Hither it came from Holland, where 'twas caught
(I should not say it came, for it was brought):
To-morrow we're to have it at Crane Court."

Sir C. H. WILLIAMS.

Heaven formed him, too, and doubtless for some use,
But Crane Court knows not yet all Nature's views.

Sir C. H. WILLIAMS.

So when o'er Crane Court's philosophic gods,
The Jove-like majesty of Pringle nods,
If e'er he chance to wake in Newton's chair,
He "wonders how the devil he came there!

Heroic Postscript to the Heroic Epistle. The first meetings of the Society of Arts were held in a circulating library in this court (1754).

Cranley Place, Onslow Square, is named after the second title of the Earl of Onslow.

Craven Buildings, DRURY LANE, on the site of Craven House. [See the next article.] Dr. Arne, the musical composer, lived at No. "The Musick of the Masque of Comus" has on the title-page, "sold by the author at his house, No. 17 in Craven Buildings, Drury Lane."

17.

Craven House, DRURY LANE, in the parish of St. Clement's Danes, the town house of William, first Earl of Craven, who died here in 1697. He is said to have been married to the Queen of Bohemia, daughter of James I., and mother of Prince Rupert. In 1661, when she came to England after her nephew's restoration, she was lodged at Craven House for about six months. It was a five-storey house, with eleven small windows on each storey, intersected by Doric and Ionic pilasters.

The entrance is through a pair of gates, which leadeth into a large yard for the reception of coaches, and on the backside is a handsome garden.—Strype, B. iv. P. 118.

On the wall at the bottom of Craven Buildings there was formerly a fresco painting of the Earl of Craven, who was represented in armour, mounted on a charger, and with a truncheon in his hand. This portrait was twice or thrice repainted in oil, but is now entirely obliterated.-Brayley's Londiniana, vol. iv. p. 301.1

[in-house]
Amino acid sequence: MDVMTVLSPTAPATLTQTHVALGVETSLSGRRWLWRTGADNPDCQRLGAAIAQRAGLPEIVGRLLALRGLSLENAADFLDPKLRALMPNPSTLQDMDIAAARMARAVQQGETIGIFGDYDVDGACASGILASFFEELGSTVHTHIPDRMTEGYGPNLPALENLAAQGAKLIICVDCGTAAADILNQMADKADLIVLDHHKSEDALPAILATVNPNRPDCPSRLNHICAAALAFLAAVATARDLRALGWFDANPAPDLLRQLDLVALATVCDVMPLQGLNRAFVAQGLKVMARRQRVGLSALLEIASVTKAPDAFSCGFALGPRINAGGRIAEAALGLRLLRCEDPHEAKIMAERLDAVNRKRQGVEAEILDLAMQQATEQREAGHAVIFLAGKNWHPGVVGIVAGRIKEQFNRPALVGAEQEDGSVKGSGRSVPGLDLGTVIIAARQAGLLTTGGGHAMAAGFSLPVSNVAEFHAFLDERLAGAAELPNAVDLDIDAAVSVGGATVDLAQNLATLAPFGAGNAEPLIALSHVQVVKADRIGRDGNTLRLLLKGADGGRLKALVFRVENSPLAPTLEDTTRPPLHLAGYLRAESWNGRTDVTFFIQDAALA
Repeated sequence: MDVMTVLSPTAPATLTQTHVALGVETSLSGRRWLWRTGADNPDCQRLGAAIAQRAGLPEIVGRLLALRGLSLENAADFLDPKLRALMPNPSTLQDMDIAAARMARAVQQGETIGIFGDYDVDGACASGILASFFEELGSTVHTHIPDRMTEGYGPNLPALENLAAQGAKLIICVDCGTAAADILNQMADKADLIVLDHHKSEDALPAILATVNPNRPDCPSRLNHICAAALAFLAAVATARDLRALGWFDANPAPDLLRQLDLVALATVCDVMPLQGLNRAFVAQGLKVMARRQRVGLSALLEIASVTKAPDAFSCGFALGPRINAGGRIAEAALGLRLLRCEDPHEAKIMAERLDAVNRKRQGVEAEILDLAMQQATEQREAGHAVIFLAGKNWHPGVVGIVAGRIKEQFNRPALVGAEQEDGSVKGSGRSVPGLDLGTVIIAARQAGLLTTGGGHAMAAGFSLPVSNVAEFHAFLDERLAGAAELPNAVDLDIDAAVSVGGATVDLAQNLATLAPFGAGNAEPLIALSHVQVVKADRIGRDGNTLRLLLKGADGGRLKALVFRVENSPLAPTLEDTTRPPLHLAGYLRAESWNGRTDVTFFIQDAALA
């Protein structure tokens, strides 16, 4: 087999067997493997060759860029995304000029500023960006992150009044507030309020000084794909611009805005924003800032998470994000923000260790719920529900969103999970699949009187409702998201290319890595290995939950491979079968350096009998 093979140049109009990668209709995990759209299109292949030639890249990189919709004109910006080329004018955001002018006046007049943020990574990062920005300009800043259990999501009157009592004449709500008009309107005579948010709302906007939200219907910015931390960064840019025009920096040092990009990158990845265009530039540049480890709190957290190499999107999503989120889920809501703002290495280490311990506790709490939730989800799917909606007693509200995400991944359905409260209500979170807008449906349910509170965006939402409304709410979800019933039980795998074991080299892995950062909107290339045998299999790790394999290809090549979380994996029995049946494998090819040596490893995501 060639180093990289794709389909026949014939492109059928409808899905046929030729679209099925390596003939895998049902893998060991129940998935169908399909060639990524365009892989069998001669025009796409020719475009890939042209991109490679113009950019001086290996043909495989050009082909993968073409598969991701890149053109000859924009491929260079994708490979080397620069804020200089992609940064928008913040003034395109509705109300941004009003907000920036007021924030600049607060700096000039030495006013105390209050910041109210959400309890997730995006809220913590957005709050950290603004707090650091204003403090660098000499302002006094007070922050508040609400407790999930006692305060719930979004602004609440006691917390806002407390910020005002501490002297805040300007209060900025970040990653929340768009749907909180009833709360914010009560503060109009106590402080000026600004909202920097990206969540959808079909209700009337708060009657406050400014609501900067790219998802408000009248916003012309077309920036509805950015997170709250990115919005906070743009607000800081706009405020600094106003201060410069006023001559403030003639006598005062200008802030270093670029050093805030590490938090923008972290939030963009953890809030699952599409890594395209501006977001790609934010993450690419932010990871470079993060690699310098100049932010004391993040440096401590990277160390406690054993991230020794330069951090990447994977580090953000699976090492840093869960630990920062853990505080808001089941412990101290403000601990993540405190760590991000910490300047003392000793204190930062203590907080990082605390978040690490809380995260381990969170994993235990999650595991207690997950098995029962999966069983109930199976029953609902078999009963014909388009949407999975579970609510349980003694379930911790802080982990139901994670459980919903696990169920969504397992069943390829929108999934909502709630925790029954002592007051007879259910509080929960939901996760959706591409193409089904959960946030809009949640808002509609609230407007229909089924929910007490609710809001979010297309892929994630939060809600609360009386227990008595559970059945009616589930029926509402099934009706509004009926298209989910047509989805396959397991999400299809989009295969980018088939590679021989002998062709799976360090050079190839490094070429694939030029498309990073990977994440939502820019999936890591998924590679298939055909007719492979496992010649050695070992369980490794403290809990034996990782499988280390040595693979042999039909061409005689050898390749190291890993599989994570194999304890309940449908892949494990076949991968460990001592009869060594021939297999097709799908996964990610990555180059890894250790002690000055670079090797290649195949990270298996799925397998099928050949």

Craven House was taken down in 1809.2 though blocked up. [See Craven Buildings; Olympic Theatre.]

The cellars still remain,
Drury House; and the

Craven Hill, BAYSWATER, named after Lord Craven, who gave a field on his estate as a burial-place for those who died of the plague. The Pest House Estate consists of Nos. 14, 16, 18, 20, 22 Craven Hill, 6 to 12 Craven Mews, 30 to 43 Craven Hill Gardens, and Craven Hill Lodge.

Craven Street, STRAND, originally Spur Alley, and called Craven Street for the first time in 1742.3 The corner houses in the Strand 1 It was painted by Paul van Somer, the younger, and engraved by J. T. Smith.

2 There are views of it in Wilkinson and in J. T. Smith.

3 Rate-books of St. Martin's-in-the-Fields.

were taken down in 1860 and rebuilt; and in 1876 Craven Street was opened to the Thames Embankment.